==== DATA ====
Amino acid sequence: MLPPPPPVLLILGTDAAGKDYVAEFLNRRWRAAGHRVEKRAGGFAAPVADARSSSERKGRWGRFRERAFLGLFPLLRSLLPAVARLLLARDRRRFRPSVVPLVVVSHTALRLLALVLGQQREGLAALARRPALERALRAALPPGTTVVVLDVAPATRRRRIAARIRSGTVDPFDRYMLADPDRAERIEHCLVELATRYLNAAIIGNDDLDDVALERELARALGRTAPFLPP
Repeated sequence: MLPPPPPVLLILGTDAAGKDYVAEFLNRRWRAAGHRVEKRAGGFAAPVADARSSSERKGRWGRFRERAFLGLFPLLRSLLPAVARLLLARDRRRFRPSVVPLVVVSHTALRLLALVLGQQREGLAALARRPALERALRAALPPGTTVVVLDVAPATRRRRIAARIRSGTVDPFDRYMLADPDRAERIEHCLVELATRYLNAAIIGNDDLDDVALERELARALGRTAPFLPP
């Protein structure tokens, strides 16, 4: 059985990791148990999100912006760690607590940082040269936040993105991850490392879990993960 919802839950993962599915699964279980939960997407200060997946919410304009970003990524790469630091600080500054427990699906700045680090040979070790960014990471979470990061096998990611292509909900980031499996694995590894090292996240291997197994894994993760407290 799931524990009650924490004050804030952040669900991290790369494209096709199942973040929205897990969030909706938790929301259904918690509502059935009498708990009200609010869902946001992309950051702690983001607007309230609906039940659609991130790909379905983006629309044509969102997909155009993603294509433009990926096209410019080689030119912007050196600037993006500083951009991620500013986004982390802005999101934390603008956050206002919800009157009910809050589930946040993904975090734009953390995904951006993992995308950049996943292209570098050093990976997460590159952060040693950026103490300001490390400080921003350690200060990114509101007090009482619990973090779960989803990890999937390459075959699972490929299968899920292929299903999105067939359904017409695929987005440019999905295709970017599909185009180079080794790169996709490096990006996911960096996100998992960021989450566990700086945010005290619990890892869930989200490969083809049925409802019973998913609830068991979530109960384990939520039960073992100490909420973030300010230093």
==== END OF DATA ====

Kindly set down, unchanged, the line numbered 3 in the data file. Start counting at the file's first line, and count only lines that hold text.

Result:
């Protein structure tokens, strides 16, 4: 059985990791148990999100912006760690607590940082040269936040993105991850490392879990993960 919802839950993962599915699964279980939960997407200060997946919410304009970003990524790469630091600080500054427990699906700045680090040979070790960014990471979470990061096998990611292509909900980031499996694995590894090292996240291997197994894994993760407290 799931524990009650924490004050804030952040669900991290790369494209096709199942973040929205897990969030909706938790929301259904918690509502059935009498708990009200609010869902946001992309950051702690983001607007309230609906039940659609991130790909379905983006629309044509969102997909155009993603294509433009990926096209410019080689030119912007050196600037993006500083951009991620500013986004982390802005999101934390603008956050206002919800009157009910809050589930946040993904975090734009953390995904951006993992995308950049996943292209570098050093990976997460590159952060040693950026103490300001490390400080921003350690200060990114509101007090009482619990973090779960989803990890999937390459075959699972490929299968899920292929299903999105067939359904017409695929987005440019999905295709970017599909185009180079080794790169996709490096990006996911960096996100998992960021989450566990700086945010005290619990890892869930989200490969083809049925409802019973998913609830068991979530109960384990939520039960073992100490909420973030300010230093």